decided: December 8, 1988.
KATHLEEN KNUDSEN, ADMINISTRATRIX OF THE ESTATE OF DAVID E. KNUDSEN, DECEASED, APPELLANT
DELAWARE COUNTY REGIONAL WATER QUALITY CONTROL AUTHORITY, APPELLEE
Appeal from the Order of the Court of Common Pleas of Delaware County, in the case of Kathleen Knudsen, Administratrix of the Estate of David E. Knudsen, Deceased v. Delaware County Regional Water Quality Control Authority, No. 82-9247.
Daniel L. Thistle, Beasley, Hewson, Casey, Colleran, Erbstein & Thistle, for appellant.
George J. McConchie, Cramp, D'Iorio, McConchie & Forbes, P.C., for appellee.
President Judge Crumlish, Jr., Judge Doyle, and Senior Judge Narick, sitting as a panel of three. Opinion by Senior Judge Narick. Judge MacPhail did not participate in the decision in this case.
[ 121 Pa. Commw. Page 550]
Kathleen Knudsen, as Administratrix of the Estate of David E. Knudsen (Appellant), appeals from an order of the Court of Common Pleas of Delaware County denying her motion for delay damages. This is Appellant's third appeal to Commonwealth Court. She originally appealed the dismissal of the Chester-Upland School District as an additional defendant. This Court upheld the dismissal in Knudsen v. Delaware County Regional Water Quality Control Authority, 84 Pa. Commonwealth Ct. 36, 478 A.2d 533 (1984). (Knudsen I). In 1985, Appellant appealed from an order denying her delay damages on the basis of Section 333 of the JARA Continuation Act of 1980, Act of October 5, 1980, P.L. 693, 42 P.S. § 20043, which prohibits the accrual of prejudgment interest against a local agency. This Court reversed and remanded in Knudsen v. Delaware County Regional Water Quality Control Authority, 105 Pa. Commonwealth Ct. 409, 524 A.2d 1036 (1987) (Knudsen II), instructing the trial court to reconsider its decision in light of our Supreme Court's decision in Craig v. Magee Memorial Rehabilitation Center, 512 Pa. 60, 515 A.2d 1350 (1986).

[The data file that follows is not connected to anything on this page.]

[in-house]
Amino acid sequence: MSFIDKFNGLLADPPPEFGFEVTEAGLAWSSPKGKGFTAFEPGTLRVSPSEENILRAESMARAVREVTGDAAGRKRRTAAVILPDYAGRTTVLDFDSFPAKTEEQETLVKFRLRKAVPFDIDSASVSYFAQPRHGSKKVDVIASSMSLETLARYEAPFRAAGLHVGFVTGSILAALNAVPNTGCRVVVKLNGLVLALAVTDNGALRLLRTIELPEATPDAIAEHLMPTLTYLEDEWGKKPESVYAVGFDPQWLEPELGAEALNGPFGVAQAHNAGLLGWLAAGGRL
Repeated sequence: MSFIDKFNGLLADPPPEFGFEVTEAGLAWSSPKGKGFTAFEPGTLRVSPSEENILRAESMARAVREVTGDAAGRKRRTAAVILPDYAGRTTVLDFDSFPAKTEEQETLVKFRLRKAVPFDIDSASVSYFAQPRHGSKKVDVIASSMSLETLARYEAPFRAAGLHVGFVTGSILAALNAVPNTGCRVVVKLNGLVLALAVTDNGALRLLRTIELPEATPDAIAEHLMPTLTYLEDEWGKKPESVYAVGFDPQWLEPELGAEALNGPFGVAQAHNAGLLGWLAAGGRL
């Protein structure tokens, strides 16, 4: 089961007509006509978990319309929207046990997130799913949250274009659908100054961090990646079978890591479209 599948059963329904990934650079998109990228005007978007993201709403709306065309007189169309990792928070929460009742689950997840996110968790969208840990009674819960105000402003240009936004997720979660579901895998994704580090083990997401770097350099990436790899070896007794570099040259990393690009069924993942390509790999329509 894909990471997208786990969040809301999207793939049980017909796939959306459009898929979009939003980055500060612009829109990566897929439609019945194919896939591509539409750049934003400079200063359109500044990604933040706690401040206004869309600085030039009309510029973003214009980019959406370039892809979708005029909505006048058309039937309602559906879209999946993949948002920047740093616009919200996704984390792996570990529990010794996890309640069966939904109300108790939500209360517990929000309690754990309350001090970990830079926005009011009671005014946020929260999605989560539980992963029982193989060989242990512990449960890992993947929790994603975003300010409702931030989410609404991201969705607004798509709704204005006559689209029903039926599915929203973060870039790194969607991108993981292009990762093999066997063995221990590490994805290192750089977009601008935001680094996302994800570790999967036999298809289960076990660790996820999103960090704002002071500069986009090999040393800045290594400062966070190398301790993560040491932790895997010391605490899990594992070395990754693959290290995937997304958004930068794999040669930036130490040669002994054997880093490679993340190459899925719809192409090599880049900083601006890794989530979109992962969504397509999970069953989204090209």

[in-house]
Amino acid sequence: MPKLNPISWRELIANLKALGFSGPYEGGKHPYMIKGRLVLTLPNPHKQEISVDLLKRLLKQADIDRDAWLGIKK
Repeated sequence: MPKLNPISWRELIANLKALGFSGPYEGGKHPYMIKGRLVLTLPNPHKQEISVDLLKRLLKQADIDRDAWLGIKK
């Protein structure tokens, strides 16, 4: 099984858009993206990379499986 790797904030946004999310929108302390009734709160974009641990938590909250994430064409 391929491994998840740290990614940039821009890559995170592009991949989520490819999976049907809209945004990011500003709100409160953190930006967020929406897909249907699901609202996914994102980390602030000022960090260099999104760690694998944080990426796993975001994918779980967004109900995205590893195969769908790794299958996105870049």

On remand, the trial court found, on the basis of stipulated facts, that the Delaware County Regional Water Quality Control Authority (DELCORA) was not responsible for any delay in the proceedings and it denied delay damages under Pa. R.C.P. No. 238 (Rule 238). Automatic operation of that rule was suspended by our Supreme Court in Craig, which directed trial courts to make a factual inquiry as to which party was responsible for any delays in bringing the case to trial.
[ 121 Pa. Commw. Page 551]
Specifically, the trial court summarized the relevant chronology as follows:
12/2/81 -- date of the accident
7/20/82 -- complaint is filed
11/5/82 -- Delcora makes a written offer to settle the case for $250,000.00.
11/9/82 -- [Appellant] rejects Delcora's offer of $250,000.00 and submits a settlement demand of $1,000,000.00.
1/83 to 7/84 -- The case is on appeal to Commonwealth Court as to an additional defendant.